The old man was reminiscing about his experiences immediately after the war. Discharged from the Imperial Army as a suicide-bomber trainee, he returned to school, graduated, very briefly went through a couple of jobs, then settled on a mining company “because the pay was good,” where he wound up spending the rest of his working life, mostly in accounting until he moved up in the ranks to become a senior executive. The conversation turned to forced wartime labor in the mines—I cannot remember why; perhaps the TV was on and there was something in the news—and you might be interested in a couple of things that he said, which I am paraphrasing from memory.
1. When the war ended, the Koreans left the mine immediately without collecting their wages and took the first ship back home. For years, the company kept the ledgers that recorded the wages outstanding, but it disposed of them when it moved offices.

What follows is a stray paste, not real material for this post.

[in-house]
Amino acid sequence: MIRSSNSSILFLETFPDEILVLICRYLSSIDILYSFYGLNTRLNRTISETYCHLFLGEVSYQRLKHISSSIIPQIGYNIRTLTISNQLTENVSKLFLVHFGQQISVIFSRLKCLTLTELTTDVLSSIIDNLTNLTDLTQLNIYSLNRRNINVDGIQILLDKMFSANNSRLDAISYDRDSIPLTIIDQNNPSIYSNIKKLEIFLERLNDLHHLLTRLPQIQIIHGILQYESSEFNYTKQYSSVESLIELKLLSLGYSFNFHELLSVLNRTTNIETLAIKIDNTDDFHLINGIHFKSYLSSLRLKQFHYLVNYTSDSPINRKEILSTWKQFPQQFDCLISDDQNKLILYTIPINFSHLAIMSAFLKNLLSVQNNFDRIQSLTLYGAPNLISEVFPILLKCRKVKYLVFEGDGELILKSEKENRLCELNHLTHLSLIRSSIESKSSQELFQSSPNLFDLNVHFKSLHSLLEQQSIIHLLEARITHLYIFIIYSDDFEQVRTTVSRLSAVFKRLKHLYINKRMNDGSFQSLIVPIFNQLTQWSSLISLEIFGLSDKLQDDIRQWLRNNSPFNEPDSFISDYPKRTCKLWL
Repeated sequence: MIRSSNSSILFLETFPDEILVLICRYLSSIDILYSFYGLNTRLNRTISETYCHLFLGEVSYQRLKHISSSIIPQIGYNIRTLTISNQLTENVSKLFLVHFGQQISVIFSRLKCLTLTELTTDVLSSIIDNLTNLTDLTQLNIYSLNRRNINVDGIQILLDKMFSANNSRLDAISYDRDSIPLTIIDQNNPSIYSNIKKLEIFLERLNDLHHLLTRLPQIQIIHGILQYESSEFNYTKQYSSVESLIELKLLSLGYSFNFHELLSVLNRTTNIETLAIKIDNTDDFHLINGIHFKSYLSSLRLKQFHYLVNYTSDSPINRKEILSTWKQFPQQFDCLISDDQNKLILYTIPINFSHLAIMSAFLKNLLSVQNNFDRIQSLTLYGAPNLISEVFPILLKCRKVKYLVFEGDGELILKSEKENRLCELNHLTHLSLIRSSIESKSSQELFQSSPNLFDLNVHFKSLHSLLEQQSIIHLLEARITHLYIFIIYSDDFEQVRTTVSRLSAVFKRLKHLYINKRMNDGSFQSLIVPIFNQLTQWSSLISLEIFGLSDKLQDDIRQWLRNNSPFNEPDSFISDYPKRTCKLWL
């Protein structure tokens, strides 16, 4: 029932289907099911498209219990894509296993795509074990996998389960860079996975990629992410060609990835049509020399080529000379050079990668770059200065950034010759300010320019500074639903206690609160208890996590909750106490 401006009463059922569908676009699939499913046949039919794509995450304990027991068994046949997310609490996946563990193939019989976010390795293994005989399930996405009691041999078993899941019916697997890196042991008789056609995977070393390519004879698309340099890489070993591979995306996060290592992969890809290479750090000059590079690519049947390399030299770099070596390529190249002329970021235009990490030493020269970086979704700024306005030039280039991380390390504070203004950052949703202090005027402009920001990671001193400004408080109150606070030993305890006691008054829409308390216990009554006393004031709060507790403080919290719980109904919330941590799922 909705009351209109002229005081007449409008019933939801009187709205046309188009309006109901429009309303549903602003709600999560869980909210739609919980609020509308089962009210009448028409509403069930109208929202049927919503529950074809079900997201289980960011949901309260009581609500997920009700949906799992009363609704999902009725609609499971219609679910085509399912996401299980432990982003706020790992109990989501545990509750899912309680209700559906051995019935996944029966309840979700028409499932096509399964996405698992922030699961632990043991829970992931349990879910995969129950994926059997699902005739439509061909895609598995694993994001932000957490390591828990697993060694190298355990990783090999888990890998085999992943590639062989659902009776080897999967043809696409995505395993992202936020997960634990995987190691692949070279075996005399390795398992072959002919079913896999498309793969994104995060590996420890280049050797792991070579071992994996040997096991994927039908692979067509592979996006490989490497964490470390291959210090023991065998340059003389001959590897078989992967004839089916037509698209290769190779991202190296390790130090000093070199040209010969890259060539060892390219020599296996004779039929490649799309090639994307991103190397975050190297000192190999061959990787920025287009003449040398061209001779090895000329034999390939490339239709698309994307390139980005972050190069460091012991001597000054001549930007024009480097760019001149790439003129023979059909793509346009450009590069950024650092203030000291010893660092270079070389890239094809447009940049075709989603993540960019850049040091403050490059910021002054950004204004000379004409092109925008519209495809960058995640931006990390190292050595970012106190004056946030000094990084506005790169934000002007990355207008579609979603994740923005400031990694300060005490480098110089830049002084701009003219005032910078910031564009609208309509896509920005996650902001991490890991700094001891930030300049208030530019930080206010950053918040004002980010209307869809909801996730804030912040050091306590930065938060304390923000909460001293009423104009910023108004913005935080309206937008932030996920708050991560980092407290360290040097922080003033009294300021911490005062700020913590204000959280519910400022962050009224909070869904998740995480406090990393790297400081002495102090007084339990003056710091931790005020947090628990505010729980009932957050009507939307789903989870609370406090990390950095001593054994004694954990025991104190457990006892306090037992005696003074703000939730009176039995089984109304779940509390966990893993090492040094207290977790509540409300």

2. I feel sorry for the Chinese prisoners who were brought to work the mine. Many fared poorly, and some died. A company employee (employees?) was executed as a war criminal as a result. He (they?) did what he (they?) could, but some prisoners had arrived already in terrible condition because they had been shipped over under terrible circumstances.